We are excited to present an Echo-Art-Mash-Up, where you can spend a lovely afternoon do such things as - writing notes to the bee's (our sacred pollinators) - walking the Labyrinth - learning to band a birds leg - seeing visual art made from invasive plants - listening to the fairy harpist - and having tea with Isolde N Barron (my favourite drag queen) - plus much more...!!!

There's a free shuttle bus from Lougheed skytrain station from 12:30 pm to 5:30 pm (...so it's super easy to come out and join us....)

“We like to think of A Midsummer fete as sort of 'soft activism' – introducing people to ideas of sustainability, art and beauty in the environment we live in.”

“This event represents an exciting new direction for us, It’s wonderful to be working with Metro Vancouver, who are such strong supporters of community art. These partnerships are vital, in the wake of drastic cuts to arts funding in this Province.”

There is an event link on Facebook, so go there to check out the photos and details.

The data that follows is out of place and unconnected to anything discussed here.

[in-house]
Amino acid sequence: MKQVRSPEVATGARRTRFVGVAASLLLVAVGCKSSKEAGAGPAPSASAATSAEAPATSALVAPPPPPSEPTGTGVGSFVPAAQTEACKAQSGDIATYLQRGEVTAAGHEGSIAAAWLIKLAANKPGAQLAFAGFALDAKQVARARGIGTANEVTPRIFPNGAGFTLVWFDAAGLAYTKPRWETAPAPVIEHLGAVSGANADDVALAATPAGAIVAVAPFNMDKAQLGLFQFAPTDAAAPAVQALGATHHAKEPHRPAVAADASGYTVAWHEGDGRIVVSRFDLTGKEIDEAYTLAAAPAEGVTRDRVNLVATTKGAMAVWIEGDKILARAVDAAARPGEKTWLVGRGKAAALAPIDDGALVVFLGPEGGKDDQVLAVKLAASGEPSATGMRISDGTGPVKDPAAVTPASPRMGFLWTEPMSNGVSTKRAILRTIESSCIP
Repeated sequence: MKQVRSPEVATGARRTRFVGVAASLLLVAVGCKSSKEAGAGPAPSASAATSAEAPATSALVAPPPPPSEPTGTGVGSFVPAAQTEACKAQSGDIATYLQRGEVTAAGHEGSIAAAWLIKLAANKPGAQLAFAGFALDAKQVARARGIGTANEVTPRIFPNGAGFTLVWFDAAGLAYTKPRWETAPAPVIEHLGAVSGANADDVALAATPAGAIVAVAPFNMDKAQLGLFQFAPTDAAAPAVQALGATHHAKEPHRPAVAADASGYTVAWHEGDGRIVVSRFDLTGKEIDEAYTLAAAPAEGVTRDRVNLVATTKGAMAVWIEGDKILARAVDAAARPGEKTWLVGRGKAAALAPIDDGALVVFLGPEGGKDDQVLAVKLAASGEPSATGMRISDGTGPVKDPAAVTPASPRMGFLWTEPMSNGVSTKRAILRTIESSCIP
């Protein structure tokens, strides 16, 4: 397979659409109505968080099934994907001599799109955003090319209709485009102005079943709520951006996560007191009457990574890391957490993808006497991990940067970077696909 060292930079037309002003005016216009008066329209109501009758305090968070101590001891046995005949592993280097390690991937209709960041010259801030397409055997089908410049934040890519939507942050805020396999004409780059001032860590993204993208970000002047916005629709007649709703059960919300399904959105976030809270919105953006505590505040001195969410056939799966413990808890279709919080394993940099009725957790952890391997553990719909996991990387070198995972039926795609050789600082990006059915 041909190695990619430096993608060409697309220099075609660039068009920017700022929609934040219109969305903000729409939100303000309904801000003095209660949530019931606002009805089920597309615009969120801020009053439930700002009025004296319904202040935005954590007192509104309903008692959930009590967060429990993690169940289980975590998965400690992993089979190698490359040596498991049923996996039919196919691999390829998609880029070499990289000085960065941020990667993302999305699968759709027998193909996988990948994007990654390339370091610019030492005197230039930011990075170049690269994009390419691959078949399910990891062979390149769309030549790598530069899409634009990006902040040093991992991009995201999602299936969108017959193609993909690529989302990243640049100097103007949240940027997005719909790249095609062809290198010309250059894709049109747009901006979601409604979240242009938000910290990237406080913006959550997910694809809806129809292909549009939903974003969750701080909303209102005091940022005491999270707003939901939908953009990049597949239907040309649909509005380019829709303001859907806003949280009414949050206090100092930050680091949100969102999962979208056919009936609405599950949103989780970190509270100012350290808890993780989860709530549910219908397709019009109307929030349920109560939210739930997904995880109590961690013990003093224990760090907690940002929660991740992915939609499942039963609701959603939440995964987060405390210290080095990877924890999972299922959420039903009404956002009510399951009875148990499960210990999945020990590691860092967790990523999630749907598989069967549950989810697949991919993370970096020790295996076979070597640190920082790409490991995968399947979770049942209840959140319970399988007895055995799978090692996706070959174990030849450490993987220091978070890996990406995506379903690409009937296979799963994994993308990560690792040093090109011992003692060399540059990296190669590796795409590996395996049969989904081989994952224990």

Really looking forward to seeing you there - hope you will be able to come and support us (and have a lovely time doing so)!

Lv Marina x
(Creative Director of A Midsummer Fete)

Monday, June 21, 2010

A Queen Bee Appearance Tonight

You are invited to drop by The Secret Lantern Society's Solstice Celebration tonight in Yaletown. I hear the Queen Bee will be there.

The Shaggy Bee

Maybe I'm just noticing a wider variety of bees, but this seems to be a good year for bee biodiversity in Vancouver. I was in my neighbor's fantastic garden and her tiny climbing roses were chalk a block with bumble bees and leaf cutters. This bee (a megachilid, I think) didn't look too healthy--it was all tuckered out, which meant I could take these photos. I've never seen a leaf cutter bee (if that's what it is) with such a bald back and REALLY hairy legs. I am assuming it is male pattern baldness. Anyone out there know if this is true? Usually I see leaf cutters with more delicate legs and they are really hairy under their abdomens.

You can see the scale here as it is perched on the top handle of a shovel. It's a bit larger than a honey bee and smaller than a large bumble bee.

These are the roses with their surprisingly dark pollen. The bumble bees were absolutely loaded down with the rust-colored pollen. This one is up to her elbows in it!

Swarm at UBC Farm